After you have had your baby, it is normal to wonder what exercise is appropriate and when. Some women are very keen to get straight back into exercise and tackle the mummy tummy. However, what and when you choose to start exercising is crucial so that you don’t injure yourself or prevent your stomach muscles from healing.
Irrespective of how you deliver we give the same advice. We look at exercise prescription as you would any recovery from an ‘injury’. It’s important to allow the physiological changes that have occurred during pregnancy to repair itself, as well as the hormonal changes to balance out before attempting high level exercise. If you have had a caesarean or tearing during delivery, it’s important that you do not start exercising prematurely as this can delay your recovery.
Immediately after giving birth it is safe to perform gentle core exercises and walking within a comfortable range. Core exercises are those that target your pelvic floor muscles and the deep abdominal muscles that stabilise your spine and pelvis. Use this guide for how to do your pelvic floor exercises.
Deep abdominal muscle exercises can easily be done by gently drawing your belly button in towards your spine and holding for a few seconds. This exercise can also be performed while sitting, lying on your back or side or standing up. If you want to feel if you are doing it correctly, place your hand over your belly button and lower abdomen and feel the muscles draw away from your hand. If you have a fit ball, you could sit on it with your feet firmly on the ground and gently rock your pelvis, back and forth, side to side, and draw circles or figure 8s with your bottom on the ball. When comfortable with sitting on the ball, you may even like to incorporate these exercises while settling, as the gentle movement can be very soothing for your baby.
After 6 weeks, once you have seen your obstetrician for your post natal check up, you are usually able to resume low intensity exercise. This could include, yoga, pilates, swimming or riding a stationary bike. If you enjoy walking, you might think about adding in walking up stairs or hills to make it more challenging. If you like doing weights, you could resume these but make sure to start light and progress slowly to not strain through your pelvic floor. Try using an endurance strength prescription, (lighter weights and higher repetitions) instead of a muscle building prescription (heavy weights, and lower reps).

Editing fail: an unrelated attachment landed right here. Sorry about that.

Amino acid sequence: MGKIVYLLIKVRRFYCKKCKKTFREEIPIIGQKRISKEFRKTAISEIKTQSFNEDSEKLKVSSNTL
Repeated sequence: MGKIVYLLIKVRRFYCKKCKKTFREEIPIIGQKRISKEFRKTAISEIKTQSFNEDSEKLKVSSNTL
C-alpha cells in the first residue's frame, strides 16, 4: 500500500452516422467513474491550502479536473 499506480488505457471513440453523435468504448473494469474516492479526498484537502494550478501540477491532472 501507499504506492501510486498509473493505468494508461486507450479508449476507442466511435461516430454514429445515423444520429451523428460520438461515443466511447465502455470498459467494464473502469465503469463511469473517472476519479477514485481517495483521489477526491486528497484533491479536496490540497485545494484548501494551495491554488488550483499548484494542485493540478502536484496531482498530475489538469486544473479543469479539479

After 12 weeks, you may resume high intensity exercise like aerobics, running, or spin. Remember that for most people you wouldn’t have performed such high level exercise throughout your pregnancy and for 3 months post natally, so progress safely and cautiously as to not cause injuries or burn out.
If you have had a stomach muscles separation (or DRAM) it is important that you do not resume sit ups until they have healed. If you are unsure, check with your local specialist women’s health physio to ensure that it is safe to do so.
If you have had a complicated delivery or pregnancy which required a lengthy period of rest you might find that these guidelines are not appropriate. Make sure you only attempt exercise you feel you are capable to do safely. If you are not sure how to progress your exercises, try seeing a physio to get a personal program or attend a physiotherapy run class to ensure you get the right advice.
Maternity patients of St. Vincent’s Private Hospital Melbourne are more than welcome to contact the maternity physios at the hospital at any time for advice over the phone.
Thank you to Lauren Fink, Physiotherapist, St Vincent’s Private Hospital for writing this blog post.